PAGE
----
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Microvascular Reconstruction

Anatomy, Applications and Surgical Technique

  • Ralph T. Manktelow

Table of contents

  1. Front Matter
    Pages I-XIII
  2. Preamble

    1. Ralph T. Manktelow
      Pages 1-3
  3. Tissue Transfers

    1. Front Matter
      Pages 5-5
    2. Ralph T. Manktelow
      Pages 7-7
    3. Ralph T. Manktelow
      Pages 8-13
    4. Ralph T. Manktelow
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    5. Ralph T. Manktelow
      Pages 25-30
    6. Ralph T. Manktelow
      Pages 31-34
    7. Ralph T. Manktelow
      Pages 35-36
    8. Ralph T. Manktelow
      Pages 37-44
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      Pages 45-52
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      Pages 61-61
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      Pages 62-67
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      Pages 68-76
    14. Ralph T. Manktelow
      Pages 77-83
  4. Microvascular Reconstructions

    1. Front Matter
      Pages 85-85
    2. Ralph T. Manktelow
      Pages 87-87
    3. Ralph T. Manktelow
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    14. Ralph T. Manktelow
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    15. Ralph T. Manktelow
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    16. Ronald M. Zuker
      Pages 208-217
  5. Back Matter
    Pages 219-221

About this book

Introduction

Reconstructive microvascular surgery is now in its teens. At first many thought this new child was a whim and would fail to thrive. Some were un­ certain, others with vision either supported or became actively involved in this new area of surgical endeavour. Although initial interest was focused on the replantation of amputated parts, it has been the one stage free trans­ fer of living tissue to a distant site which has launched microsurgery into the surgical spotlight. From its humble beginnings we have witnessed a revolution in this branch of plastic surgery; many of the long established methods of recon­ struction have, like barricades, fallen before the advances made in this field. In its infancy there were relatively few procedures available. There was a tendency to make the patient's problem fit the operation, rather than the reverse, and this frequently led to an inferior result. The then known flaps, such as the groin flap and the deltopectoral flap, were employed. Unfortunately they were sites which posed many technical problems; namely those of vascular anomaly, a short pedicle and vessels of small cal­ ibre. Long operations were the norm, and vascular thrombosis was not un­ common. Hospital routine often was disrupted and there was a danger that these new techniques would fall into disrepute. Over the last decade this state of affairs has changed dramatically.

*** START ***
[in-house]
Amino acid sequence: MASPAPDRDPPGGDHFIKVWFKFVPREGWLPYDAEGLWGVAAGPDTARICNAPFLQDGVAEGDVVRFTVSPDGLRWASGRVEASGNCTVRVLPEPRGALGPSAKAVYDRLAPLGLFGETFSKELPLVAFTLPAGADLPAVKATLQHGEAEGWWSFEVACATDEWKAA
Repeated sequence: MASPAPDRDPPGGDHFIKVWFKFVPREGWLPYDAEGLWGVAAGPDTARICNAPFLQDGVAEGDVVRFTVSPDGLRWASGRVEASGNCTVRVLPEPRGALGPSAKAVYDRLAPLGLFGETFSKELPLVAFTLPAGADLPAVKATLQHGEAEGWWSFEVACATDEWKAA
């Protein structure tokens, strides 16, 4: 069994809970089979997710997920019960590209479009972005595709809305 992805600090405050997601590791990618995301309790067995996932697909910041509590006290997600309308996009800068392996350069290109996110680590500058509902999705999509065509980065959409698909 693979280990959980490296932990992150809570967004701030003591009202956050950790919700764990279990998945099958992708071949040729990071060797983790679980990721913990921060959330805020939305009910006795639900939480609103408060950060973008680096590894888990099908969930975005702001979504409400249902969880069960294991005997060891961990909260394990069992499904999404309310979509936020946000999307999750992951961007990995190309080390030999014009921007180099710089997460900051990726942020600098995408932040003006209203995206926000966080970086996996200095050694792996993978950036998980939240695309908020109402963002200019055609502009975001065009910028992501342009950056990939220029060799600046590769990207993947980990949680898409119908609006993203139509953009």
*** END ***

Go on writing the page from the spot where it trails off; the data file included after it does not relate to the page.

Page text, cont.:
Keywords

Gefässchirurgie child evolution hospital microsurgery plastic surgery reconstruction surgery thrombosis tissue transplantation vascular surgery

Authors and affiliations

  • Ralph T. Manktelow
    • 1
    • 2
  1. 1.Faculty of MedicineUniversity of TorontoTorontoCanada
  2. 2.Division of Plastic SurgeryToronto General HospitalTorontoCanada

Bibliographic information

  • DOI https://doi.org/10.1007/978-3-642-70329-4
  • Copyright Information Springer-Verlag Berlin Heidelberg 1986
  • Publisher Name Springer, Berlin, Heidelberg
  • eBook Packages Springer Book Archive
  • Print ISBN 978-3-642-70331-7
  • Online ISBN 978-3-642-70329-4
  • Buy this book on publisher's site
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